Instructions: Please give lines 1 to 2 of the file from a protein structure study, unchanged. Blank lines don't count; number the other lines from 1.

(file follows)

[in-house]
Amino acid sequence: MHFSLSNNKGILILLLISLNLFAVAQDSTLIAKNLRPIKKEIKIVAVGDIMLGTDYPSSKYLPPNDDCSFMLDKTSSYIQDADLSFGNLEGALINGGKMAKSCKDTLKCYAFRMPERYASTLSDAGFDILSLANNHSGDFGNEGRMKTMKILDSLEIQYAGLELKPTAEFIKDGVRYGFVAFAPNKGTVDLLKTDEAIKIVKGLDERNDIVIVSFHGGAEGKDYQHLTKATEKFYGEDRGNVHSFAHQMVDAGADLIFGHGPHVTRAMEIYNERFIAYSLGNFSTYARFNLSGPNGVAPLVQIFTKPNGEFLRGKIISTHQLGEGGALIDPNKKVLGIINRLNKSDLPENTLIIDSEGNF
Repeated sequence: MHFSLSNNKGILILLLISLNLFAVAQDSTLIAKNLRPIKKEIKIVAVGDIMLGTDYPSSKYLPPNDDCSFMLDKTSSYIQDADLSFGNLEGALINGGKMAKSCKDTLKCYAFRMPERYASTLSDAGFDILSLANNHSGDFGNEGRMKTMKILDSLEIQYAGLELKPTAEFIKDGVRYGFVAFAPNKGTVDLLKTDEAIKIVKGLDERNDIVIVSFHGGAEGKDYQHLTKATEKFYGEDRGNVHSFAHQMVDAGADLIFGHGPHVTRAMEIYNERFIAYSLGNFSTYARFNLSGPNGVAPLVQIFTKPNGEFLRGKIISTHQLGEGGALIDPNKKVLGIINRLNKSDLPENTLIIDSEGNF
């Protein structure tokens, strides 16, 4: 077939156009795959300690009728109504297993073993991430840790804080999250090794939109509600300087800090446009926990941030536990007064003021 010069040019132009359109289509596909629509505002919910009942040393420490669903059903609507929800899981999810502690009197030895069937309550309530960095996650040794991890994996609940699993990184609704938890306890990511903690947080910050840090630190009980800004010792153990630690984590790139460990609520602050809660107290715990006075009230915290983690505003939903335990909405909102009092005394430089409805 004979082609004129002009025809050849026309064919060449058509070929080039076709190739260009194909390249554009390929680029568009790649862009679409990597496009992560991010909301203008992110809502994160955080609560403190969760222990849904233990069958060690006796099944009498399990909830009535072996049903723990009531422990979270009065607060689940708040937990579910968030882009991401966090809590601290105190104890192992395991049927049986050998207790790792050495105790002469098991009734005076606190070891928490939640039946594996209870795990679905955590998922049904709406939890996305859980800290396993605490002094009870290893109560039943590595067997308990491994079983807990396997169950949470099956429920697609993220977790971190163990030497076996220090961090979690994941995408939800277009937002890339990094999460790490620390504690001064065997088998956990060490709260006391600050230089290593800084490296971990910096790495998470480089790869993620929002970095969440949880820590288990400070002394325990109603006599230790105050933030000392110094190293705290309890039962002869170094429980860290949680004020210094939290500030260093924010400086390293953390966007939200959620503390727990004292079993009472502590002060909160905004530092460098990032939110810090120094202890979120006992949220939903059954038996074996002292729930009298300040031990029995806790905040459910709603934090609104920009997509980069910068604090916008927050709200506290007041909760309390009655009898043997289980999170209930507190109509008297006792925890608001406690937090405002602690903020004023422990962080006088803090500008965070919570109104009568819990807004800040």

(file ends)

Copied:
[in-house]
Amino acid sequence: MHFSLSNNKGILILLLISLNLFAVAQDSTLIAKNLRPIKKEIKIVAVGDIMLGTDYPSSKYLPPNDDCSFMLDKTSSYIQDADLSFGNLEGALINGGKMAKSCKDTLKCYAFRMPERYASTLSDAGFDILSLANNHSGDFGNEGRMKTMKILDSLEIQYAGLELKPTAEFIKDGVRYGFVAFAPNKGTVDLLKTDEAIKIVKGLDERNDIVIVSFHGGAEGKDYQHLTKATEKFYGEDRGNVHSFAHQMVDAGADLIFGHGPHVTRAMEIYNERFIAYSLGNFSTYARFNLSGPNGVAPLVQIFTKPNGEFLRGKIISTHQLGEGGALIDPNKKVLGIINRLNKSDLPENTLIIDSEGNF